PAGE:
The First Step In Recovery

The First Step In Recovery | Hopelinks

Breaking the Family Roles & Setting Boundaries

When you start learning to break family roles and the codependency cycle, you will need to use assertive skills as your first step to overcome codependency.

It helps to be assertive in recovery by speaking in the first person language “I want, I see, I will, etc.” This way people are owning their feelings.

Feelings are neither bad, nor good, they are just an inner link to want people really want or need. Beginning by asking for small things at first may be helpful, such as: “I need an hour to be alone.” Then using the hour to accomplish personal goals.

When looking at someone keeping eye contact while talking is important. Making sure body language affirms what is being asked for or stated is also important. If someone is saying, ‘No’ standing and smiling is usually not the correct body language for someone to be taken seriously. Making sure the body reinforces what is being stated is much more beneficial.

When setting a boundary, such as, “I won’t let you take my property without permission.”, making sure the statement is followed through with action may be necessary. If someone tests set boundaries going back to what was taken and repeating what was said again may be required. Repeating new ‘codependency free’ rules until people begin to listen and honor them could also be necessary.

Ideas & Examples that May Help

When speaking using the name of the person being talked to can help get and hold their attention.

If the other person is in the middle of something be polite and wait.

If they are watching something on television, wait until an advertisement, then say, “I need to talk to you during this advertisement.”

Be sure you keep your end of deals. If you go somewhere be home on time. Help in setting the example by calling if something happens to make you late so you show you are responsible.

When someone is adjusting to what you ask (removing codependency from a relationship), state your appreciation.

If they continue to trespass on your basic rights (force your relationship to involve codependency symptoms or behaviors) help yourself, by restating the same boundary until you succeed.

The Difference Between Non-Assertive (passive), Assertive & Aggressive Behavior.

Passive Behavior

Never directly asking for what you want but expect others to do it (victim role).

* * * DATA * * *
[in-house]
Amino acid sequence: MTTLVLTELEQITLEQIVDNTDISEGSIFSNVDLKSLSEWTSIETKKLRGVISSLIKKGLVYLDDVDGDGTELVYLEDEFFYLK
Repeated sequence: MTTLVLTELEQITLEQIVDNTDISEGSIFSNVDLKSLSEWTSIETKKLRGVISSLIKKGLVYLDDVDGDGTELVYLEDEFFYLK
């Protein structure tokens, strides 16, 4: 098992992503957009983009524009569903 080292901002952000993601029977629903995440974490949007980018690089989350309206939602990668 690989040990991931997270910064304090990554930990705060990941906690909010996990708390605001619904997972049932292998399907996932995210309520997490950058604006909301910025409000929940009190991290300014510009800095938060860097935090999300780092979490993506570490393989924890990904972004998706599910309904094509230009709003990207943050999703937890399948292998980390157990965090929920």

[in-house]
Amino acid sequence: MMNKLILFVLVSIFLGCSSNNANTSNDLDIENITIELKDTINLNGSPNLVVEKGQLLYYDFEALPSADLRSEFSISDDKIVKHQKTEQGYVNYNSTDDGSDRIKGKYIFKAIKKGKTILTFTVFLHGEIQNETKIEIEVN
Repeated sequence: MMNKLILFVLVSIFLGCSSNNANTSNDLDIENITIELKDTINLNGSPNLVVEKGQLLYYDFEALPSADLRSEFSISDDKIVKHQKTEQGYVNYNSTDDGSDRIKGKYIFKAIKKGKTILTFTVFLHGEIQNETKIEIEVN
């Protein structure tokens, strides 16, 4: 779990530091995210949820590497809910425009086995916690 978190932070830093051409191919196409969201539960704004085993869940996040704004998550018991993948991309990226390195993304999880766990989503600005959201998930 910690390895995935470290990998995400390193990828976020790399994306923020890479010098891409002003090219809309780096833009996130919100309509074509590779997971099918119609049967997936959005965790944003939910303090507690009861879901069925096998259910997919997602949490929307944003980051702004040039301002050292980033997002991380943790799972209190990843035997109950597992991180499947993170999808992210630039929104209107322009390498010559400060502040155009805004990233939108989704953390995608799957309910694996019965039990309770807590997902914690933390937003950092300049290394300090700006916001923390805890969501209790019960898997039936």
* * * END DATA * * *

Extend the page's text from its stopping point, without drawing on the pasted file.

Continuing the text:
Assertive Behavior

Being secure in yourself. Using “I” statement. Open communication with eye contact and a relaxed attitude.

Aggressive Behavior

An exaggerated show of strength. Superiority over others. Authoritarian. Stares and ‘talks at’ rather than to people. Often has ‘clenched’ or abrupt gestures.

Assertive behavior is the healthy lifestyle where you are most able to get what you want in way that others are not put down.

Assertive Skills in Relationships

Be patient with yourself and do not get angry as you find help for codependency and begin the process of recovery.

Remember, for many people it is tough to welcome change and they may resist or lash out.

“Who are you to talk like that?”, and other techniques to get you to feel small and insignificant may be used in an unconscious effort to force you to revert you back to the codependent relationship role.

Assertive means you are asking for what you need or setting a limit (boundary) on what you will accept. Boundaries are not threats or aggression.

When setting assertive boundaries do not make a physical boundary, such as: “I will hit you if you do that again.” This type of boundary enhancing the issue.

Stating, “I will go for a walk if you continue to treat me this way.”, is setting a good boundary. Be sure you follow through on holding your boundary and think over you next response.

If you are ever hit, have things thrown at you, or your things are broken or thrown away when someone is angry at you seek help and call the police. These events are a crime called assault, which is a form of domestic violence.

It may take you a while to be strong enough in your recovery to do this but you must get help.

Many states will require that a person who is arrested for domestic violence get an anger assessment (similar to an addiction assessment). There may be classes they must attend to teach them accountability for their actions and how to communicate without violence. Yelling and disrupting the public is an arrest able crime.

Many people that call the police back down and say, “I’m sure they won’t do it again.”, or start to minimize by saying, “They didn’t mean it.” This only escalates the violent person’s behavior and the next episode could be worse. Instead of being assertive and fixing the problem, this promotes the violence and stalls the recovery process.

Help yourself by being honest and true.

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